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Beyond Alt Text: Making The Web Easy To Use For Users With Disabilities


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#1 cre8pc

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Posted 01 January 2008 - 05:06 PM

It's rare that Jakob Nielsen offers his case studies and reports for free. However, at the moment one is.

Nielsen Norman Group Report Beyond ALT Text: Making the Web Easy to Use for Users With Disabilities 75 Best Practices for Design of Websites and Intranets, Based on usability Studies with People Who Use Assistive Technology is free to download.

It's 148 pages PDF format, 7 MB

The report contains:

* Results of usability tests of 19 websites with users with several different types of disabilities who are using a range of assistive technology:
o blind users using screen readers
o blind users using Braille readers
o low-vision users using screen magnifiers
o motor-impaired users
* Test data collected mainly in the United States, with some additional studies in Japan to ensure the international applicability of the recommendations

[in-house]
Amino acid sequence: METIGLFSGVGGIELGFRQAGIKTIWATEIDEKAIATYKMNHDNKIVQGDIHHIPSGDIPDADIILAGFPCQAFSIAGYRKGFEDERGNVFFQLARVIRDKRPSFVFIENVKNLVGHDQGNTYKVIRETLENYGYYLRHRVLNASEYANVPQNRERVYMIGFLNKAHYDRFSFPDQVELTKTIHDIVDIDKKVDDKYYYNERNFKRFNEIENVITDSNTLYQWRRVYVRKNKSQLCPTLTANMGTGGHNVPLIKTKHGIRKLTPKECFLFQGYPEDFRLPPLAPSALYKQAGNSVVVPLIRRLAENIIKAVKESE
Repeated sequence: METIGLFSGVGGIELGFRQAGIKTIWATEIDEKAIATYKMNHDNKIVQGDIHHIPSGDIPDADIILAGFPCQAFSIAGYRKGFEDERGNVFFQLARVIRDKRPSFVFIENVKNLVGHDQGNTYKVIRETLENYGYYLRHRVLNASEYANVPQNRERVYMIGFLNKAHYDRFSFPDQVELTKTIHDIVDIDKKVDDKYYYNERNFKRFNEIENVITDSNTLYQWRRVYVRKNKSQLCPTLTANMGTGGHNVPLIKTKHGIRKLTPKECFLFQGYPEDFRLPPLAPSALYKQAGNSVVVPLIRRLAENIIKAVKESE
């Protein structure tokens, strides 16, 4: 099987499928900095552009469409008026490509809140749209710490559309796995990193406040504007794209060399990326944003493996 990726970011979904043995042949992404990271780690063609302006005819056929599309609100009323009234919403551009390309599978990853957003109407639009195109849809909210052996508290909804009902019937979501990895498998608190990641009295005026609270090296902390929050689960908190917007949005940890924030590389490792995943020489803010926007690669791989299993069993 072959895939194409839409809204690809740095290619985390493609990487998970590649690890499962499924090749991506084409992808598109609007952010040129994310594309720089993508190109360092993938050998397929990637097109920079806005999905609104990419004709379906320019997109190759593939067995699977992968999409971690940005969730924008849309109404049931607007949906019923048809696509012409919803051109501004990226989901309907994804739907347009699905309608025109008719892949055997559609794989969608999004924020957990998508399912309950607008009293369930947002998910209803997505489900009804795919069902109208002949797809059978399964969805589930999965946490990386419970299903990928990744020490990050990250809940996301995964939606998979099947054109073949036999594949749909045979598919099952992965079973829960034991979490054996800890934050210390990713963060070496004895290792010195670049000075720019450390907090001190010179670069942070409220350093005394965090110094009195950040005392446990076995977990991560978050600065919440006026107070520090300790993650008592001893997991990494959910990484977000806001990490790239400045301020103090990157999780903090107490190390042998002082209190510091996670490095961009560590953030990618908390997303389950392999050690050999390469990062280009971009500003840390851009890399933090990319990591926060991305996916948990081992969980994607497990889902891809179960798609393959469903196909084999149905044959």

o A total of 104 users participated in the usability studies:
o 84 users with disabilities
o 20 non-disabled users who served as a control group
* 75 detailed design guidelines



#2 Guest_Autocrat_*

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Posted 01 January 2008 - 05:11 PM

Any information on the level of experience of the users with disabilities?

Still, shall consume it rapidly :)


LMAO - and after all the effort of compiling the research, they use a stright link to a pdf file with no warning!
:D

Edited by Autocrat, 01 January 2008 - 05:13 PM.


#3 AbleReach

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Posted 01 January 2008 - 09:11 PM

LMAO - and after all the effort of compiling the research, they use a stright link to a pdf file with no warning!

Not so.

Screenshot:
Posted Image

#4 kulpreet_singh

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Posted 01 January 2008 - 11:50 PM

Thanks, Kim! I look forward to reading it.

#5 Guest_Autocrat_*

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Posted 02 January 2008 - 04:03 AM

erm...

...AbleReach...
try using IE to view the page, and see what happens when you click the link.
It is a straightlink, which means it will attempt to load the item in the browser... something that is nearly always advised against, unless you "tell" people.
One of the oldest "usability" points I've encountered.

Thats what made it so funny :)

#6 cre8pc

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Posted 02 January 2008 - 08:23 AM